Saturday, May 12, 2012

Images of potential HISEAS habitat location

Information on the HISEAS project has been relatively light, with the main website containing little information on the actual field site or habitat. Today I was surprised to find a publicly available 2011 NASA Astrobiology Institute report on the search for potential locations for the HISEAS habitat.

The report includes several photos taken by the Project Investigator of HISEAS, Kim Binsted, with the captions "Potential site for HI-SEAS habitat."

Potential H-SEAS habitat location. Credit: NASA Astrobiological Institute

Potential H-SEAS habitat location. Credit: NASA Astrobiology Institute
A Google Map is included on the NASA Astrobiology website with the coordinates of both of the sites, which are described to be "...on the Mauna Loa side of Saddle Road on the Big Island of Hawai’i".

Google Map image of the area in question:
Google Map of the potential HI-SEAS habitat location.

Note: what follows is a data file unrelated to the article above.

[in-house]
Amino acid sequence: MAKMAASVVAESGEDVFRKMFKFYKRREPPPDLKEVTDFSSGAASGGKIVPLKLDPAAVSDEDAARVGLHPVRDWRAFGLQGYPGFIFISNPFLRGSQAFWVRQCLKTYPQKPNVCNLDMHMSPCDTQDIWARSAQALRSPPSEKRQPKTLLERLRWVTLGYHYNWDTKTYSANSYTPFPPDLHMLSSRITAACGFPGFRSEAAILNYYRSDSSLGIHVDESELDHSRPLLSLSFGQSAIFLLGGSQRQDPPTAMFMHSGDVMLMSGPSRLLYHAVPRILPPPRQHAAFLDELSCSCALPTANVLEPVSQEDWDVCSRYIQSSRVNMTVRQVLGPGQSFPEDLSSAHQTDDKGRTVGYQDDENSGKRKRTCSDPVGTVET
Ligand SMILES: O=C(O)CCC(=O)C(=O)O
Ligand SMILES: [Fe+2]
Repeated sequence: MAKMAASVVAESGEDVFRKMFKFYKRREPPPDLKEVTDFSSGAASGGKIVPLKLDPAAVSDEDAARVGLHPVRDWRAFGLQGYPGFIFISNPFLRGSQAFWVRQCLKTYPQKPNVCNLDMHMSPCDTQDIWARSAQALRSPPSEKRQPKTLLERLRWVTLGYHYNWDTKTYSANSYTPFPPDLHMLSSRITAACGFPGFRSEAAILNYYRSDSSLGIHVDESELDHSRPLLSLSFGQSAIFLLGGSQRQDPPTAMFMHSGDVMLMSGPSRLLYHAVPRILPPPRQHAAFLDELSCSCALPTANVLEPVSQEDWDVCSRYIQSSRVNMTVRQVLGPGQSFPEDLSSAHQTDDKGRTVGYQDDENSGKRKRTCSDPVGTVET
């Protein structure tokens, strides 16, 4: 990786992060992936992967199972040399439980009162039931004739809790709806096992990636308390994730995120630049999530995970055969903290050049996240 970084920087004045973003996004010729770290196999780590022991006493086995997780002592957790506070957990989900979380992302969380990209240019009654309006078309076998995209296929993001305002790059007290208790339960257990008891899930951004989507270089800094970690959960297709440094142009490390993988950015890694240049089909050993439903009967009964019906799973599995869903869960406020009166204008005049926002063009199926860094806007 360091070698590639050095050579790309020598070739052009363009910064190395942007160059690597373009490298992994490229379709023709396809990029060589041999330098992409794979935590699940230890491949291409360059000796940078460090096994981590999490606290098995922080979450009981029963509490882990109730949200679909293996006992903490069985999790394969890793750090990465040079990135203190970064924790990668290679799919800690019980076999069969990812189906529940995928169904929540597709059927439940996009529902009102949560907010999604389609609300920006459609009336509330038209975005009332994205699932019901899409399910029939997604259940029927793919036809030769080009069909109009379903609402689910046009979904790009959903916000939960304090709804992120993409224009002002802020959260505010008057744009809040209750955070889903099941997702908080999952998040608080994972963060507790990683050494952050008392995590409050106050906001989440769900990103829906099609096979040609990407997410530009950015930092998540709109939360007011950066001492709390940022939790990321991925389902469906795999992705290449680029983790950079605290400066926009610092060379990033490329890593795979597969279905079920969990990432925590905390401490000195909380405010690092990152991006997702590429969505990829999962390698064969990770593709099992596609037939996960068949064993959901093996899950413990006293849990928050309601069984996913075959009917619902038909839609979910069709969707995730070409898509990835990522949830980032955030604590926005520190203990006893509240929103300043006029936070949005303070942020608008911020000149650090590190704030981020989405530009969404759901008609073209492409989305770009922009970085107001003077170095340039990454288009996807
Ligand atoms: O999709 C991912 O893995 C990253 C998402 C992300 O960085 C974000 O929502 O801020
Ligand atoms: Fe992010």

Personally I am surprised by how Mars-like the side of a volcano can be! As a mainlander, most of my mental images of the Hawai'ian volcanoes are of stark black igneous rocks. But the field site in question seems to be some sort of very red (possibly oxidized?) and black colored rock, looking incredibly similar to some of the Spirit and Opportunity images. (I'm not a geologist, I just play one on "Mars")

The report also includes a teaser of one of the potential EVA activities the crew will be doing, including "...geobiology [experiments] in lava caves."
All of these images, maps, and the report are publicly available at the NASA Astrobiology website:

NASA Astrobiology Website with Report and Google Map

PDF file of the report

(Note: The security certificate on both the report and the NASA Astrobiology website seem to be invalid)

1 comment:

  1. Great bit of detective work, Josh. I was also searching the net looking for at least images of the habitat, but came up empty. Thanks for posting this.


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